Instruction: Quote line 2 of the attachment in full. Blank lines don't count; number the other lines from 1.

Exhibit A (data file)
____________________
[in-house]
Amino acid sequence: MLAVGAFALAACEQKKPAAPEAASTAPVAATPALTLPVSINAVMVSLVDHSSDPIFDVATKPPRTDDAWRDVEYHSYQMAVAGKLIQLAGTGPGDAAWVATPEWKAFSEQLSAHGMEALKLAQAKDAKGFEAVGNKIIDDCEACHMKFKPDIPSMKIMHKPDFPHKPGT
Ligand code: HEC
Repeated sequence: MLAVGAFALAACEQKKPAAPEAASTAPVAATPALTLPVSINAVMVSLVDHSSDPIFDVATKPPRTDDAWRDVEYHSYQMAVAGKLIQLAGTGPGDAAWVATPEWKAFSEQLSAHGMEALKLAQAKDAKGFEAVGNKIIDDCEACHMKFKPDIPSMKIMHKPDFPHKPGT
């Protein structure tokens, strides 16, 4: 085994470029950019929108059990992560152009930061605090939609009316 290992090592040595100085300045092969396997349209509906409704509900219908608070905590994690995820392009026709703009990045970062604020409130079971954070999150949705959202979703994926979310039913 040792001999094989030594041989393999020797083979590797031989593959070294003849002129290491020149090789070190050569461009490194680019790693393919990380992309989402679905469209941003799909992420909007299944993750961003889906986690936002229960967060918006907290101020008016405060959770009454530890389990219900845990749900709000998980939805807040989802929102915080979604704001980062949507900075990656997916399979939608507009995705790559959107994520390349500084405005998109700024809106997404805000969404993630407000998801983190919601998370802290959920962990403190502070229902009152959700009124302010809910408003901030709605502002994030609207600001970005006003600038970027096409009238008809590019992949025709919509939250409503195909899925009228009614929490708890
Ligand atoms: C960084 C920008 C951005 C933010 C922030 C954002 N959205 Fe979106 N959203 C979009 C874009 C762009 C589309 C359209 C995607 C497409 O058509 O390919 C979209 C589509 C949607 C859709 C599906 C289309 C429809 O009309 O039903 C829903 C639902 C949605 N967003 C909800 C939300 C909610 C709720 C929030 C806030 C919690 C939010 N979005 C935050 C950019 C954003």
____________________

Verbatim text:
Amino acid sequence: MLAVGAFALAACEQKKPAAPEAASTAPVAATPALTLPVSINAVMVSLVDHSSDPIFDVATKPPRTDDAWRDVEYHSYQMAVAGKLIQLAGTGPGDAAWVATPEWKAFSEQLSAHGMEALKLAQAKDAKGFEAVGNKIIDDCEACHMKFKPDIPSMKIMHKPDFPHKPGT